by 7 to determine how many full weeks were taken, and then uses
the modulus to determine the remaining number of days beyond the
last full week.
Listing 16.18. Using Mod
to determine the number of weeks and days that have gone by.
Dim intWeeks
Dim intDays
intWeeks = s_intTotalDays \ 7
intDays = s_intTotalDays Mod 7
MsgBox "The total time is " & intWeeks & "
weeks and " & intDays " days. "
Mod is very handy for certain
types of loop control as well. Suppose you have a loop that performs
a lengthy series of calculations. This may keep the user waiting
several minutes, so you want to provide occasional feedback on
a regular basis after a given number of loops have been carried
out. The code in Listing 16.19 shows one such approach. Figure
16.16 shows the corresponding results after the first period of
loops.
Figure 16.16 : Using Mod.
This code carries out 1,000 loops, adding the value of every number
between 1 and 1,000. After each 200 loops, a message box is provided
to the user to let them know how far along the calculation is.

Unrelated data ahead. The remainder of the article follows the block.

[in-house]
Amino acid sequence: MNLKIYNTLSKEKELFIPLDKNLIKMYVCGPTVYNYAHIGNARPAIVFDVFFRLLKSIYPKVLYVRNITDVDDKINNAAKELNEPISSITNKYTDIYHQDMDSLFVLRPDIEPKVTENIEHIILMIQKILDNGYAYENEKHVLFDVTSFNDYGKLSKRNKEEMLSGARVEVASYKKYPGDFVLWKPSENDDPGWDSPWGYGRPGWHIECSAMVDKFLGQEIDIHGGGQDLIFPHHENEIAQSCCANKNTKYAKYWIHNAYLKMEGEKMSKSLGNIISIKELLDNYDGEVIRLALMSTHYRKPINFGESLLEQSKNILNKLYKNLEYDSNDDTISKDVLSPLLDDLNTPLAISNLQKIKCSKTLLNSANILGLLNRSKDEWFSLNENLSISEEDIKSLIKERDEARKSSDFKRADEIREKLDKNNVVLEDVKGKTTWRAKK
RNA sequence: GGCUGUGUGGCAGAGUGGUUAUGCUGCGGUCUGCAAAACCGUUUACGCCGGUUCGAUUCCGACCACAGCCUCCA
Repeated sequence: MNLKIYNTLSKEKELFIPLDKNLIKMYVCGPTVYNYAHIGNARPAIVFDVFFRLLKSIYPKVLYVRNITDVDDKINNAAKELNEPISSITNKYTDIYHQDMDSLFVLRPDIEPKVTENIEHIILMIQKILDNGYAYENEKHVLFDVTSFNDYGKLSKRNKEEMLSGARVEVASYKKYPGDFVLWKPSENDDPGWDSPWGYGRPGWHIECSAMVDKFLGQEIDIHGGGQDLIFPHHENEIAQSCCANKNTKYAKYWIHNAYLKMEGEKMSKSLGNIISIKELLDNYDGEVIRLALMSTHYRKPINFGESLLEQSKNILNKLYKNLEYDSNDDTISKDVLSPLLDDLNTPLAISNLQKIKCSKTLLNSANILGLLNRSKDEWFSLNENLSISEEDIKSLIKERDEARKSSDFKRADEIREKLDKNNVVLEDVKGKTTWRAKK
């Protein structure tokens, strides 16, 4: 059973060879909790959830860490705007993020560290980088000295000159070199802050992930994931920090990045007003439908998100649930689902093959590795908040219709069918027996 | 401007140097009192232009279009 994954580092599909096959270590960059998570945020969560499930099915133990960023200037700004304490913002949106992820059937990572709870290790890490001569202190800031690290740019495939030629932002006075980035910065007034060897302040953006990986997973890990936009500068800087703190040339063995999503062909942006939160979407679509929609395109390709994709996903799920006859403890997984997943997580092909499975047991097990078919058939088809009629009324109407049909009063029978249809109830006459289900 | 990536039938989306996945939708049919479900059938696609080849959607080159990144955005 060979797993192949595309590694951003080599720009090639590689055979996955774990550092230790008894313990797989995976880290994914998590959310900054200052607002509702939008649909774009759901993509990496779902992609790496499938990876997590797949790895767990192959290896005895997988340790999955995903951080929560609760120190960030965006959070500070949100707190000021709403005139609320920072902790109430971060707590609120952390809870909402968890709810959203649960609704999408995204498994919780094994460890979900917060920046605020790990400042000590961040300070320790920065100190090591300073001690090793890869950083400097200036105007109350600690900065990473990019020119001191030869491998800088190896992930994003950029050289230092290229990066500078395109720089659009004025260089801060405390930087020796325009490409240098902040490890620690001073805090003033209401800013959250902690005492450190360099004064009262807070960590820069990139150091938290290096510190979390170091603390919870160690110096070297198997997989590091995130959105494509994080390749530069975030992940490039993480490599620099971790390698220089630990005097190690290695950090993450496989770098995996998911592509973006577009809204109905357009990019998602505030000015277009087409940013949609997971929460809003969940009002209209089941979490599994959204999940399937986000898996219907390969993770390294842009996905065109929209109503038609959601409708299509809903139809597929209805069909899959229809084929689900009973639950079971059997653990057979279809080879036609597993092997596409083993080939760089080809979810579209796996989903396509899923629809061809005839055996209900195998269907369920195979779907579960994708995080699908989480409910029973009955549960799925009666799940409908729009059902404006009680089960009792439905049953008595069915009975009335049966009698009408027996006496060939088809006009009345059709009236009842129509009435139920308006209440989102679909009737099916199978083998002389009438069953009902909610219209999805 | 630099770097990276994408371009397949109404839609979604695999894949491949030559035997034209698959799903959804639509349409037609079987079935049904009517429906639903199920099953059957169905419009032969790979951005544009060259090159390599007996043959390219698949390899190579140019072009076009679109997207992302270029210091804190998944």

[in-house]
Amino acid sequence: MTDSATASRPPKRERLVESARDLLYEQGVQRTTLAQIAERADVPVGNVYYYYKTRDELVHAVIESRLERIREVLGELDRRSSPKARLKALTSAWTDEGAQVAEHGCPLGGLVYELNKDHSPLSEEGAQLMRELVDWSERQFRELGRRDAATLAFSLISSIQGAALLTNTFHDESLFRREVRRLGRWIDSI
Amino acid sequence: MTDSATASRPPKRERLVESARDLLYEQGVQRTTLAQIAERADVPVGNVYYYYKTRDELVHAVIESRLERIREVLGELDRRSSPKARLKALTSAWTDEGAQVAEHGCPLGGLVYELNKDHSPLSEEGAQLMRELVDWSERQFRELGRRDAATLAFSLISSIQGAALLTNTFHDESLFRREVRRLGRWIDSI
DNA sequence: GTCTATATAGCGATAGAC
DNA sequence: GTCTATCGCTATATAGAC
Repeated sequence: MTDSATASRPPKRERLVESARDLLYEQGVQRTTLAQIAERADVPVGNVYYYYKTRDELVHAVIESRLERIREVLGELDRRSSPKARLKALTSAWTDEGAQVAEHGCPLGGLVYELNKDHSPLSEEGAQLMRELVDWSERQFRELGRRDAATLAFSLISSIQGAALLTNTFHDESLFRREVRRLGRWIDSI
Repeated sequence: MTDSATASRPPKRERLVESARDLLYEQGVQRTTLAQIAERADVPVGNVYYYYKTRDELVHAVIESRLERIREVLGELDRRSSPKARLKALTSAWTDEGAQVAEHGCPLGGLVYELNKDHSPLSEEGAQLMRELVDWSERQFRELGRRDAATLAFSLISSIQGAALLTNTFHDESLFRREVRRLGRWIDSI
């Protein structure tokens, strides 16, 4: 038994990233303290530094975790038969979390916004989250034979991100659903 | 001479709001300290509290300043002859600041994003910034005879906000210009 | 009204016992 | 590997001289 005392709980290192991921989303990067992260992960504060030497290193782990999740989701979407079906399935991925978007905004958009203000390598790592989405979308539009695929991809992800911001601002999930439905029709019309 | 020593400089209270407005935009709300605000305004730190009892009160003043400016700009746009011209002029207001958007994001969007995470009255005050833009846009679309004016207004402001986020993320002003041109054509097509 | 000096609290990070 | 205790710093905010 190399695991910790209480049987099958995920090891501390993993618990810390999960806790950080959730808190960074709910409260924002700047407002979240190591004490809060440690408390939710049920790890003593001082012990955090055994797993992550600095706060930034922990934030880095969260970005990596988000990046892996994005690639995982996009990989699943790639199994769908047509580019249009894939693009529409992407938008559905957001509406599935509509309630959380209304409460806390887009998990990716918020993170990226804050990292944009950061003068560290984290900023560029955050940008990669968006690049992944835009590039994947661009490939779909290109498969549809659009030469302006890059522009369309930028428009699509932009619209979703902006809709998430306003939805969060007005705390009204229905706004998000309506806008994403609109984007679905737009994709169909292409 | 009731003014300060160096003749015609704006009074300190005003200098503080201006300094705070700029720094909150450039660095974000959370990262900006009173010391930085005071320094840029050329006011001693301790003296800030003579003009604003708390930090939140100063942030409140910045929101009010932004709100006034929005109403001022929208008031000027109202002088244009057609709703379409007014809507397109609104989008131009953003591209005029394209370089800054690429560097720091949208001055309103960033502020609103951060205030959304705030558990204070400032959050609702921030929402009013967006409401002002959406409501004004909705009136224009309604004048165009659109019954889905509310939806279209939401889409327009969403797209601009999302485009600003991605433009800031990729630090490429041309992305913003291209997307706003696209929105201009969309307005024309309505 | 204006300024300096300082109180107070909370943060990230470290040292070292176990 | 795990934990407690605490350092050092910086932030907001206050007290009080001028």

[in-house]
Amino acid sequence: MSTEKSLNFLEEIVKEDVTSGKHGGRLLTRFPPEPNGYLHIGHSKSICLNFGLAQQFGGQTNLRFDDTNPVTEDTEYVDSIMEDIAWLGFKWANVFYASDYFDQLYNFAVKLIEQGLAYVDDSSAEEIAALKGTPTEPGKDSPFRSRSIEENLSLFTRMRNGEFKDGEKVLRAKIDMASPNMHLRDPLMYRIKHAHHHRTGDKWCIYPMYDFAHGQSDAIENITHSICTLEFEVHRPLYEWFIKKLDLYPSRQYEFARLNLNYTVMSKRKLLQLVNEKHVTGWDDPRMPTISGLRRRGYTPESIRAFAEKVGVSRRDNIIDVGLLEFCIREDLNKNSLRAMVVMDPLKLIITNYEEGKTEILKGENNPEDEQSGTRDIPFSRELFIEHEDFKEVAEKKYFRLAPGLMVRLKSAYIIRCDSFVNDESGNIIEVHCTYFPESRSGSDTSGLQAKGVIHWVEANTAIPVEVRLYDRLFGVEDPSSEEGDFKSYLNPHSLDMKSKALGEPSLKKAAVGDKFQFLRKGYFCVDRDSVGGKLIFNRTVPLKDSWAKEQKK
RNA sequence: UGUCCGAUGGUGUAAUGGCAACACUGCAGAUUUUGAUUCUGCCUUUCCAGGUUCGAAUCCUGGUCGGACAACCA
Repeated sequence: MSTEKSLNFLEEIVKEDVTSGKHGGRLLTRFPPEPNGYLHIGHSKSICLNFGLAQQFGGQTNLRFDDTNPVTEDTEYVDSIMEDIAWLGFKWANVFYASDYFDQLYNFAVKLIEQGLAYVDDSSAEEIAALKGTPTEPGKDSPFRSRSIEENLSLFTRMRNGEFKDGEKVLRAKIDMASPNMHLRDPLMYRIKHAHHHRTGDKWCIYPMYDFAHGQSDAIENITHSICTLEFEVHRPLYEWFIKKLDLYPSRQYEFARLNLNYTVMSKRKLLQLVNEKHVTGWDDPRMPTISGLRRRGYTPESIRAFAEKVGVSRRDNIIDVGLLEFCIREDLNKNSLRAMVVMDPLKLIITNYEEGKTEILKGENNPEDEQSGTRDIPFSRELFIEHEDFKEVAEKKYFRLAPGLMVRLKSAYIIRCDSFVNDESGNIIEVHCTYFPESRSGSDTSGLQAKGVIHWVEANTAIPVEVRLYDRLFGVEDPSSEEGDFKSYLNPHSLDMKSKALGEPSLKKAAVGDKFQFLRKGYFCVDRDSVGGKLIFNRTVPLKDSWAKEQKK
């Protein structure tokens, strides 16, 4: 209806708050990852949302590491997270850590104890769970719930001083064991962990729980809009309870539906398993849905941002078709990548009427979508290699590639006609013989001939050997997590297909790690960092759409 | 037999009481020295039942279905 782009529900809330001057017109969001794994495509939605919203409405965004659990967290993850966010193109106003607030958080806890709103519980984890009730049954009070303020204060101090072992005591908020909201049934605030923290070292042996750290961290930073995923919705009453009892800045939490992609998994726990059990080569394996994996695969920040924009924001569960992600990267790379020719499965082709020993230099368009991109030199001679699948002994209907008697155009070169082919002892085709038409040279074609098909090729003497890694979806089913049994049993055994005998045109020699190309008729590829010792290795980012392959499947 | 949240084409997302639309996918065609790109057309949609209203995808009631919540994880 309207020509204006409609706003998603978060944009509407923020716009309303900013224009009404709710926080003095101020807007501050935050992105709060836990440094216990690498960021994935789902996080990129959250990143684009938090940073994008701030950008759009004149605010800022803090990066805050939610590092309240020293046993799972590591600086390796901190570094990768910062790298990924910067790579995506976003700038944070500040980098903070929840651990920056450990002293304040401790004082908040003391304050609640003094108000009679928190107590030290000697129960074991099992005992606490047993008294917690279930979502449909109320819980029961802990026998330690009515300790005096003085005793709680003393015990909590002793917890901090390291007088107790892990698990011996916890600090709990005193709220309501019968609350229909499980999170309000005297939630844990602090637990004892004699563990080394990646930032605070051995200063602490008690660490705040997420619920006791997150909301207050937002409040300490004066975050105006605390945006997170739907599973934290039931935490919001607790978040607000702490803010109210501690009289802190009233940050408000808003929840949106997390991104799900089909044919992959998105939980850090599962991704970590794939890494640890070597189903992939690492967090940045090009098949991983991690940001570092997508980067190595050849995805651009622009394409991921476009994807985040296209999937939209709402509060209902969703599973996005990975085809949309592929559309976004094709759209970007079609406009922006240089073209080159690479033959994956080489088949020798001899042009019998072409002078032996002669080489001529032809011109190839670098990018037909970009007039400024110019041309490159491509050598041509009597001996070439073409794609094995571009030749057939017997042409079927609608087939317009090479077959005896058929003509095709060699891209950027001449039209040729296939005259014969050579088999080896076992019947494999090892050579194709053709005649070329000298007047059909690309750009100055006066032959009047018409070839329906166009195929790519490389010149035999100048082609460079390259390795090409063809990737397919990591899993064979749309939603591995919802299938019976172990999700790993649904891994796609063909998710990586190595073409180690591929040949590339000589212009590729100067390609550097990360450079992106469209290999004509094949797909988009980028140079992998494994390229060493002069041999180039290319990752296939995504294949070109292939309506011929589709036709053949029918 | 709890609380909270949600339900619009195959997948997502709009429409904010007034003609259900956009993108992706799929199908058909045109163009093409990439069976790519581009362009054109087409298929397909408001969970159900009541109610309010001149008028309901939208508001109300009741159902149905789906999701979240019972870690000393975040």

(In a script intended for real use, you would not want to use
a message box for the progress indictor since it requires user
interaction. A label on the page would be better. But it makes
for a nice clear example, so this approach is used here.) Now
you could detect every 200th loop by checking to see if the counter
variable intCounter is equal
to 200, 400, 600, 800, or 1,000. This code is kind of cumbersome
and not maintainable. If you modify the calculation to go up to
10,000 loops next week, just think of all the additional numbers
the code would have to check. A much more elegant solution is
shown in Listing 16.19. Simply take the modulus of the current
counter variable. If you divide by 200 and look at what's left
over, you will only find a remainder of 0 once every 200 loops.
Mod becomes the perfect means
to monitor a loop and takes action at a given period. It is true
that Mod will make your loop